Daily Devotion for June 24, 2011
Our Father, who art in heaven, hallowed be thy name. Thy kingdom come; Thy will be done, on earth as it is in heaven. Give us this day our daily bread, and forgive us our trespasses, as we forgive those who trespass against us. And lead us not into temptation, but deliver us from evil.
For Thine is the kingdom, and the power, and the glory, forever and ever.
I defy you not to be touched by this little girl performing I Sing a Song of the Saints of God!
Prayer for the Morning
I call upon you, O Lord. In the morning you hear me; in the morning I offer you my prayer, watching and waiting.
I lift my heart to you, O Lord, to be strengthened for this day. Be with me in all I do, my God; guide me in all my ways.
I will carry some burdens today; some trials will be mine. So I wait for your help, Lord, lest I stumble and fall.
I will do my work, Father, the work begun by your Son. He lives in me and I in him; may his work today be done.
God grant me the serenity to accept the things I cannot change; the courage to change the things I can; and the wisdom to know the difference.
Living one day at a time; Enjoying one moment at a time; Accepting hardships as the pathway to peace;
Taking, as He did, this sinful world as it is, not as I would have it; Trusting that He will make all things right if I surrender to His Will;
That I may be reasonably happy in this life and supremely happy with Him Forever in the next.
Prayer for Renewal
Lord, I am one of your people, the sheep of your flock. I pray for you to heal those who are wounded; touch those who are in pain; clean those who are soiled; warm those who are cold; help me to know the Father's love through Jesus the shepherd, and through the Spirit.
Help me to lift up that love, and show it all over this land. Help me to build love on justice and justice on love. Help me to believe mightily, hope joyfully, and love divinely. Renew me that I may help renew the face of the earth.
(Additional prayers may be found at Prayers for All Occasions.)
God be with you 'til we meet again.
But the wicked will not inhabit the earth.
Paul's First Journey
In Antioch in Pisidia
Paul and his companions sailed from Paphos and came to Perga, a city in Pamphylia, where John Mark left them and went back to Jerusalem. They went on from Perga and arrived in Antioch in Pisidia, and on the Sabbath they went into the synagogue and sat down.
After the reading from the Law of Moses and from the writings of the prophets, the officials of the synagogue sent them a message: Friends, we want you to speak to the people if you have a message of encouragement for them. Paul stood up, motioned with his hand, and began to speak:
"Fellow Israelites and all Gentiles here who worship God: hear me!
The God of the people of Israel chose our ancestors and made the people a great nation during the time they lived as foreigners in Egypt. God brought them out of Egypt by his great power, and for forty years he endured them in the desert. He destroyed seven nations in the land of Canaan and made his people the owners of the land. All of this took about 450 years."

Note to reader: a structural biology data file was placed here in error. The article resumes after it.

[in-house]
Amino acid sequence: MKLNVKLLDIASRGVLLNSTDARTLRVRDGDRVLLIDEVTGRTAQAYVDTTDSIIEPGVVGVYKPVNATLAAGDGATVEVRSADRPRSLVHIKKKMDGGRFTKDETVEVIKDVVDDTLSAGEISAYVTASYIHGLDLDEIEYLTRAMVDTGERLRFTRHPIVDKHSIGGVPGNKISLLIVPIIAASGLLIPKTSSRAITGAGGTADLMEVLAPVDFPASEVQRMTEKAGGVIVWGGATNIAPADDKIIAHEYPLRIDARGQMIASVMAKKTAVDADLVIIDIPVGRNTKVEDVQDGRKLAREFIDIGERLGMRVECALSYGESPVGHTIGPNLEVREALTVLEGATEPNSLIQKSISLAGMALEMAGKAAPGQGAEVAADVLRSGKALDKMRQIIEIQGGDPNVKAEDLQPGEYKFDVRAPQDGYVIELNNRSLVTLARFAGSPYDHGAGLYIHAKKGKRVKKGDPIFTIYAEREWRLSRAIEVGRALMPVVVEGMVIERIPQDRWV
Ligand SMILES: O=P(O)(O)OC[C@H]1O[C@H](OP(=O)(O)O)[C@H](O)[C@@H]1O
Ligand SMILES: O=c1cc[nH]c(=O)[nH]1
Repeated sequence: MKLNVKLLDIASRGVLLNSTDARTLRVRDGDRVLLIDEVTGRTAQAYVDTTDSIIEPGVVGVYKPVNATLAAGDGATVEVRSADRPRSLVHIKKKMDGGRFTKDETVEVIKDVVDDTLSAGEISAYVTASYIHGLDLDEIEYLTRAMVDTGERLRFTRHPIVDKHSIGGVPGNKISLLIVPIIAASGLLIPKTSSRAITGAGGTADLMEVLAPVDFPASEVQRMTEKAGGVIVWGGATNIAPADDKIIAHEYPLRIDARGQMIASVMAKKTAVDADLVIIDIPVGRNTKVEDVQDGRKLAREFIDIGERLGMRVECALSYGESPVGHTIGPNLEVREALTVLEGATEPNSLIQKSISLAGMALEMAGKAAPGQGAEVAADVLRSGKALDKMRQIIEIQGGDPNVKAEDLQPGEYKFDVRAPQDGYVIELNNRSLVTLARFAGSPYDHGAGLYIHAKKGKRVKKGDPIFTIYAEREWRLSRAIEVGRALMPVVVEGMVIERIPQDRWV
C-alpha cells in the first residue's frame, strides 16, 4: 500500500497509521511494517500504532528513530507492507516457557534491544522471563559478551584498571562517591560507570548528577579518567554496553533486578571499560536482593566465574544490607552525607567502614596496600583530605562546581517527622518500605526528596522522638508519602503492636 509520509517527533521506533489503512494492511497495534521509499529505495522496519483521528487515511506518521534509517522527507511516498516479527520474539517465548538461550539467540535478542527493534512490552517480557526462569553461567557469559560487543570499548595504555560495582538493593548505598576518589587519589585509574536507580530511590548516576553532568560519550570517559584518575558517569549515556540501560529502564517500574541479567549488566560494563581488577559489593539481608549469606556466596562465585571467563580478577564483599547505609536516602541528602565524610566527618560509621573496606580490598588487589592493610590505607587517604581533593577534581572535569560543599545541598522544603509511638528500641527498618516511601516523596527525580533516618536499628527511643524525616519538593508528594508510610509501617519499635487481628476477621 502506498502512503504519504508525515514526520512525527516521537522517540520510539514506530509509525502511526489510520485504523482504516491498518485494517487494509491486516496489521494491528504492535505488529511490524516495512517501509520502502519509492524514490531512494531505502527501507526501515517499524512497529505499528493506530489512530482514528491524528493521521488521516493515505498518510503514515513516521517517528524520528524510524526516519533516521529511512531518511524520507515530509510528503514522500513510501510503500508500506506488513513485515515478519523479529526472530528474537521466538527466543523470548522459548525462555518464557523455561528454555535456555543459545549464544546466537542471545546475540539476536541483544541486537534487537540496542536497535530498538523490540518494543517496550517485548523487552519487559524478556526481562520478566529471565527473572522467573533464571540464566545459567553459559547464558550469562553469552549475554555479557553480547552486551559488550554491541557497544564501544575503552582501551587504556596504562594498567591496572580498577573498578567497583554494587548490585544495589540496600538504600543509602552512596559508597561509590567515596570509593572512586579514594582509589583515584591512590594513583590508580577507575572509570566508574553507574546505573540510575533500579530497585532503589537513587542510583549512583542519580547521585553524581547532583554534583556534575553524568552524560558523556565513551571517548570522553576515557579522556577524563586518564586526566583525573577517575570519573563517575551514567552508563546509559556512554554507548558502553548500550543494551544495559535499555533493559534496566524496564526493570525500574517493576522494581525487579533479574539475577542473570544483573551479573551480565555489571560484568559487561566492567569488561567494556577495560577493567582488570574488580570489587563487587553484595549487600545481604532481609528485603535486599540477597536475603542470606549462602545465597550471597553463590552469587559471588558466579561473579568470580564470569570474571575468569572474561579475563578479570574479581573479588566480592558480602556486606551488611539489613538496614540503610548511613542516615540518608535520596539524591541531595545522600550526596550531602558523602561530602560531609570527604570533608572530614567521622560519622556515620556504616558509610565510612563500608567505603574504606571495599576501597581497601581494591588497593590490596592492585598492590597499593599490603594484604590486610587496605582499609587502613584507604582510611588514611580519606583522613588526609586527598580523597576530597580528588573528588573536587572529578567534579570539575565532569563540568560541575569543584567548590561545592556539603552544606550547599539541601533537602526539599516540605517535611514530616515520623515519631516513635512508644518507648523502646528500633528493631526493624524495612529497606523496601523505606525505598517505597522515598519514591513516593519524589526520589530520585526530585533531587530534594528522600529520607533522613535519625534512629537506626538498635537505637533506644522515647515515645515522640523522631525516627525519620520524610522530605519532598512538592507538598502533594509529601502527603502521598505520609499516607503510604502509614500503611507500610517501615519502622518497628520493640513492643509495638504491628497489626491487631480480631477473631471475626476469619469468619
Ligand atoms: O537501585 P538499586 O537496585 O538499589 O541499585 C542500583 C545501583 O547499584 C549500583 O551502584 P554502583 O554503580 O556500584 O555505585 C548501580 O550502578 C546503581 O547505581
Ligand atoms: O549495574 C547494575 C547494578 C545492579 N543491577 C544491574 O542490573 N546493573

After this he gave them judges until the time of the prophet Samuel. And when they asked for a king, God gave them Saul son of Kish from the tribe of Benjamin, to be their king for forty years. After removing him, God made David their king. This is what God said about him:
I have found that David son of Jesse is the kind of man I like [Psalm 89:20], a man who will do all I want him to do. It was Jesus, a descendant of David, whom God made the Savior of the people of Israel, as he had promised. Before Jesus began his work, John preached to all the people of Israel that they should turn from their sins and be baptized. And as John was about to finish his mission, he said to the people,
Who do you think I am? I am not the one you are waiting for. But listen! He is coming after me, and I am not good enough to take his sandals off his feet.
Notes on the Scripture
We are now well into the first really long and arduous foreign journey taken by the disciples; this is commonly known as Paul's First Journey. There are many maps of it available online; the Daily Devotion map of this journey shows only the towns and countries visited, not the routes, since we are reading Acts so closely. (Showing lines for routes often makes these maps hard to read.)
Paul, Barnabas, and some others come to a town named "Antioch" in central Anatolia; this town should not be confused with the great city of Anatolia from which they started.
When he begins to preach, Paul, as usual, begins with a capsule history of Judaism. Unlike Peter's great sermon earlier, Paul omits Abraham and concentrates on the eras of the judges and kings. From these he segues into the story of John the Baptist. While Paul does not mention Moses by name, he refers to him, as all the conversion sermons given to Jewish audiences do.
Paul's sermon follows a logical and rhetorically effective line; he gives the history of leadership of the Hebrews, concentrating on how God has changed the nature of the leadership: prophets, to judges, to kings, to John the Baptist. He thus prepares his audience for the idea that radical change in governance of Judaism has sound historical precedent.
Historical precedent is important to the Jews; by showing that Christ's ascendancy is another step in the normal progression of Judaism, he eases his audience into the idea that Christ's teachings are part of Hebrew history. That is, Christ is not a heretic. Rather, Christ has transformed Judaism into a closer relationship with God, just as Moses, Samuel, Saul, David and John have done before Him.
For similar reasons, he cites prophesy of Christ's coming; then recites John the Baptist's testimony that Jesus is this Christ. Again, this ties Christ to beliefs already solidly integrated into Jewish theology.